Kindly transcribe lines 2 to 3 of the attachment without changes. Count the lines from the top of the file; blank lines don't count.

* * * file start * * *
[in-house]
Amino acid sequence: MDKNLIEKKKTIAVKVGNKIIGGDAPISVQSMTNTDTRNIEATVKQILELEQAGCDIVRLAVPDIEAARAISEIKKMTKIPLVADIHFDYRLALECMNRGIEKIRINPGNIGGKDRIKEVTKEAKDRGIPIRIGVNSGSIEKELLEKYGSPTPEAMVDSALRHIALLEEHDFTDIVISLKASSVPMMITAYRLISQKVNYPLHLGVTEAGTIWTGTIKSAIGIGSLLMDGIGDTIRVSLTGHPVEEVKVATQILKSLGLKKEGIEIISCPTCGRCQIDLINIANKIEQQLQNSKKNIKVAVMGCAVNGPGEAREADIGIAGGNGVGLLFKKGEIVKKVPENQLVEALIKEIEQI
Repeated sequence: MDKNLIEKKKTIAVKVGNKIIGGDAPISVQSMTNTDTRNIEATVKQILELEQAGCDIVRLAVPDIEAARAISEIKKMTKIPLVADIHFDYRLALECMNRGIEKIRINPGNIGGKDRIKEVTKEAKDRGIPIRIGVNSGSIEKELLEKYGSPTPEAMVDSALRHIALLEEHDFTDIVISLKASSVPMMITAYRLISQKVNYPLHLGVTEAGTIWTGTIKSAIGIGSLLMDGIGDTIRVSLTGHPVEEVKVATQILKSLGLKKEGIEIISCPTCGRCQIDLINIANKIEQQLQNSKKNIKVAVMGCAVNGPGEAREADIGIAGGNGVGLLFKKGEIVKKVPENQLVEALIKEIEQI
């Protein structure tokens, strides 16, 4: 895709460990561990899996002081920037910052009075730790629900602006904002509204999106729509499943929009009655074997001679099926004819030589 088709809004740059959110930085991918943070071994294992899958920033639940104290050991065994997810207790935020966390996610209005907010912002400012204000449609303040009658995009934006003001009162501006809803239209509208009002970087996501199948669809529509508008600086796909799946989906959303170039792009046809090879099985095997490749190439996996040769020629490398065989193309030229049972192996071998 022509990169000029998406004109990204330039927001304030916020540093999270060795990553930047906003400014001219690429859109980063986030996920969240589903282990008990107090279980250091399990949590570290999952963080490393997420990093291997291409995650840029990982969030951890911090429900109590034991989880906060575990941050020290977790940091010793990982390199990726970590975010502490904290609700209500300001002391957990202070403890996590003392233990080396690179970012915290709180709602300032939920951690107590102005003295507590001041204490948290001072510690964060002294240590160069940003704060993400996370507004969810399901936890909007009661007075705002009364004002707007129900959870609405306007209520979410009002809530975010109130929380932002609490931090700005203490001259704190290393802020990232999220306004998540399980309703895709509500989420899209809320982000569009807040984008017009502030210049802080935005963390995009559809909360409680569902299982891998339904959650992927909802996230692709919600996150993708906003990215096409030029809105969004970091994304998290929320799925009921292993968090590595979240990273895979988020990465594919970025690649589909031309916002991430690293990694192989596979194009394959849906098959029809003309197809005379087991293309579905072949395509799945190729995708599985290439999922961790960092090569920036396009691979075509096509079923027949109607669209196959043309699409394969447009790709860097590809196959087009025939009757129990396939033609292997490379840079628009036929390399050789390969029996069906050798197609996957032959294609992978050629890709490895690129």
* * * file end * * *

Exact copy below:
Amino acid sequence: MDKNLIEKKKTIAVKVGNKIIGGDAPISVQSMTNTDTRNIEATVKQILELEQAGCDIVRLAVPDIEAARAISEIKKMTKIPLVADIHFDYRLALECMNRGIEKIRINPGNIGGKDRIKEVTKEAKDRGIPIRIGVNSGSIEKELLEKYGSPTPEAMVDSALRHIALLEEHDFTDIVISLKASSVPMMITAYRLISQKVNYPLHLGVTEAGTIWTGTIKSAIGIGSLLMDGIGDTIRVSLTGHPVEEVKVATQILKSLGLKKEGIEIISCPTCGRCQIDLINIANKIEQQLQNSKKNIKVAVMGCAVNGPGEAREADIGIAGGNGVGLLFKKGEIVKKVPENQLVEALIKEIEQI
Repeated sequence: MDKNLIEKKKTIAVKVGNKIIGGDAPISVQSMTNTDTRNIEATVKQILELEQAGCDIVRLAVPDIEAARAISEIKKMTKIPLVADIHFDYRLALECMNRGIEKIRINPGNIGGKDRIKEVTKEAKDRGIPIRIGVNSGSIEKELLEKYGSPTPEAMVDSALRHIALLEEHDFTDIVISLKASSVPMMITAYRLISQKVNYPLHLGVTEAGTIWTGTIKSAIGIGSLLMDGIGDTIRVSLTGHPVEEVKVATQILKSLGLKKEGIEIISCPTCGRCQIDLINIANKIEQQLQNSKKNIKVAVMGCAVNGPGEAREADIGIAGGNGVGLLFKKGEIVKKVPENQLVEALIKEIEQI